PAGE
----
CONFLICTS OF INTEREST UNDER MIFID II – an enhanced way of thinking… “potential conflicts” let’s help each other build a true Regulatory Ecosystem.

Conflicts of interest is an aspect that is – although necessary for investment firms’ compliance processes – often considered after the event. It is hard to remember in the heat of the action and because it is not always easy to define, it is not the first thing that a commercial team will think about.

Under MiFID II, set to come into force on 3 January 2018, the rules on conflicts of interest will require firms to examine their processes in much more detail.

Under the current MiFID regulations, firms are already obliged to properly manage conflicts that could arise between their clients and themselves, or between separate clients. This involves constructing a comprehensive policy, initiating conflict management and disclosing any potential conflicts to clients. This is an area often especially in corporate finance advisory firms that is forgotten…we remind our incubated clients to review each client whilst considering the ones one already has.

Many firms are of the belief that most elements stay the same in terms of requirements for conflicts of interest under MiFID II, however the rules are a lot stricter regarding the depth of detail that is required.

For instance, MiFID II will require firms to assess all risks instead of just “material risks” as they are currently required to do under MiFID. It is also apparent that, to date, firms have depended too much on disclosing risks (and not dealing with their mitigation), as opposed to managing them or even managing the potential of arising conflicts. It is the “potential” that will require a fresh way of thinking about conflicts that is the new way of looking at it. Out of the box thinking will be key, not a common feature in our industry and why a conscious Regulatory Ecosystem is key.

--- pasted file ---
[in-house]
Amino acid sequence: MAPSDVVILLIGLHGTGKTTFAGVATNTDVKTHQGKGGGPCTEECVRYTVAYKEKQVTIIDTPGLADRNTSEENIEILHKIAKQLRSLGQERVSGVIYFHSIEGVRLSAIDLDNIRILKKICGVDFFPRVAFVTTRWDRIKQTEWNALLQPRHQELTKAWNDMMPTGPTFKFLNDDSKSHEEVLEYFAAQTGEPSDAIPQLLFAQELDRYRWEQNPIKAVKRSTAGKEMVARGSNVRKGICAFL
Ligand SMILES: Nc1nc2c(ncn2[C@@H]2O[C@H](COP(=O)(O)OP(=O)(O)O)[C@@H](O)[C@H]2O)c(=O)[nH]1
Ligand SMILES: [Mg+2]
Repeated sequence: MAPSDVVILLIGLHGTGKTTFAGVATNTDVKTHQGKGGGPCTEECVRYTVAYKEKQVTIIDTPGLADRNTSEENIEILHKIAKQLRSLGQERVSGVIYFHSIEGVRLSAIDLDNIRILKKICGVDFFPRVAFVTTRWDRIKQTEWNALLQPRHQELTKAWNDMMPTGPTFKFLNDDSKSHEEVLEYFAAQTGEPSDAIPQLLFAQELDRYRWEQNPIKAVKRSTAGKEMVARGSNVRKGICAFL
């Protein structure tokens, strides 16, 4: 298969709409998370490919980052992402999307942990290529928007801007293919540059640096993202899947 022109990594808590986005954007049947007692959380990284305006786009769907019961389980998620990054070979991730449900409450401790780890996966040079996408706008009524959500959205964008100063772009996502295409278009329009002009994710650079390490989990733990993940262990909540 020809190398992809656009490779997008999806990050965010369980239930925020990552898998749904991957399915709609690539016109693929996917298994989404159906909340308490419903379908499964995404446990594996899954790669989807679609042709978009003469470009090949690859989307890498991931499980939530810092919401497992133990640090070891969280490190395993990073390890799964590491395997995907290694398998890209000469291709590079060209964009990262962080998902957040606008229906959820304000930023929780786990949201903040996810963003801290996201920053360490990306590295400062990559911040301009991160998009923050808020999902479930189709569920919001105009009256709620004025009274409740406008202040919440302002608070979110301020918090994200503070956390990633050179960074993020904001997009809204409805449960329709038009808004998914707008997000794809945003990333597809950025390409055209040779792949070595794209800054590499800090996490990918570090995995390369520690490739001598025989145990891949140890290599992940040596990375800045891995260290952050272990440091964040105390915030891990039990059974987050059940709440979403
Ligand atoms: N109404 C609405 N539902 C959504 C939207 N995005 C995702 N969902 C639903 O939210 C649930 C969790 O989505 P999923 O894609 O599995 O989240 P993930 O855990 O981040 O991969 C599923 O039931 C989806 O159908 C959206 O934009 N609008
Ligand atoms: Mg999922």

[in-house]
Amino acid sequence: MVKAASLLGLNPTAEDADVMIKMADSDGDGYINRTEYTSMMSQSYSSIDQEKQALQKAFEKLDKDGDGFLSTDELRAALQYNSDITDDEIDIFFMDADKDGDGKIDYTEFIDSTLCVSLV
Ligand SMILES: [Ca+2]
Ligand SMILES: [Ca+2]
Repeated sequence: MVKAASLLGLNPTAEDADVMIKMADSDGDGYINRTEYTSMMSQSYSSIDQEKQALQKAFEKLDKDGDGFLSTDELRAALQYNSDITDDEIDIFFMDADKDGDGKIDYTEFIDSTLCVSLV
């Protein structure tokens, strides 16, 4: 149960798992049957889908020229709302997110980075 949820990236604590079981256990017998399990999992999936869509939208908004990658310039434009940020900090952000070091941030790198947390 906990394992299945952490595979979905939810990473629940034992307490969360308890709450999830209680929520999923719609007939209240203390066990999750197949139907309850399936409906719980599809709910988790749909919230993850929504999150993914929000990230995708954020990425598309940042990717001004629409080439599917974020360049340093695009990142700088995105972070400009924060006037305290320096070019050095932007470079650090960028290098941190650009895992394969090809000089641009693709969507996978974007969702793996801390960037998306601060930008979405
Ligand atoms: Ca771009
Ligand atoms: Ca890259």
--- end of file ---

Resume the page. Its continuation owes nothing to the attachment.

This is now required and will stretch resources especially in mid-sized firms, as this will need to be documented and demonstrated as having been done each time a new client is signed up.

In addition, a report on conflicts must be provided to senior management at least annually, which is also when firms must consider and review their conflict policies. As the market knows, these reviews often lead to few, if any, changes and thus why they are often missed, delayed or forgotten. Since MiFID II requires firms to explain their actions on a much deeper level when they identify and manage potential arising conflicts, those annual reviews will need to be done and catalogued properly with evidence of reasonable thought and consideration having been given to the issues of all conflicts affecting the firm. The exercise is probably going to involve asking various members of staff to assess as broadly as possible where conflicts lie or may arise. This can be done through regular questionnaires which staff can feed back to the compliance team. The questionnaires will, in turn, be brought back to the attention of senior management and should lead to more scrutiny of the firm’s policies and a useful review and/or expansion of disclosures included in documentation.

Moreover, firms that offer corporate finance services (e.g. pricing, placing of securities, underwriting, etc.) are exposed to additional measures (set out in Art.38-43 in MiFID II implementation regulations), which adds to their burden in view of their activities.

In essence, to ensure that a firm is MiFID II-ready, it must be certain that its current conflicts of interest procedures are robust enough and, if necessary, expand them. It is also important that firms review – and if need be – expand their register of conflicts to not only include “material”, but all potential risks. This involves not just adding words into policies and forms but ensuring also that staff undergo conflicts training to strengthen their understanding on identifying and managing conflicts and what policies and procedures to follow.